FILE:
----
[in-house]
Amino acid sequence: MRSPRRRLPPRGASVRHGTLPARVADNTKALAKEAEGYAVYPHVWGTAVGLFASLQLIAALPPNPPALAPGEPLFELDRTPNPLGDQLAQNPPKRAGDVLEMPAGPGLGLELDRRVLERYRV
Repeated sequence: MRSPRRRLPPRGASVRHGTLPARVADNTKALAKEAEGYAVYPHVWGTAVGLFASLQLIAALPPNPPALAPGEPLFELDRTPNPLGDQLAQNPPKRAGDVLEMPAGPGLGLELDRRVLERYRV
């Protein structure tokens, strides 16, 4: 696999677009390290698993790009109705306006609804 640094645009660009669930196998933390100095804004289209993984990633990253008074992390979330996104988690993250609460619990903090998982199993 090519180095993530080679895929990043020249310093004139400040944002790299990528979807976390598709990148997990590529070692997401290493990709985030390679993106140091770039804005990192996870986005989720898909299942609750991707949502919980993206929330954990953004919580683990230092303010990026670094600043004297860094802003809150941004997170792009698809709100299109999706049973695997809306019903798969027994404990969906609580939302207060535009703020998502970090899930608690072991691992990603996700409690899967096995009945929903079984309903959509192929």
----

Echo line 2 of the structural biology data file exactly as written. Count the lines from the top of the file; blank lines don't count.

Amino acid sequence: MRSPRRRLPPRGASVRHGTLPARVADNTKALAKEAEGYAVYPHVWGTAVGLFASLQLIAALPPNPPALAPGEPLFELDRTPNPLGDQLAQNPPKRAGDVLEMPAGPGLGLELDRRVLERYRV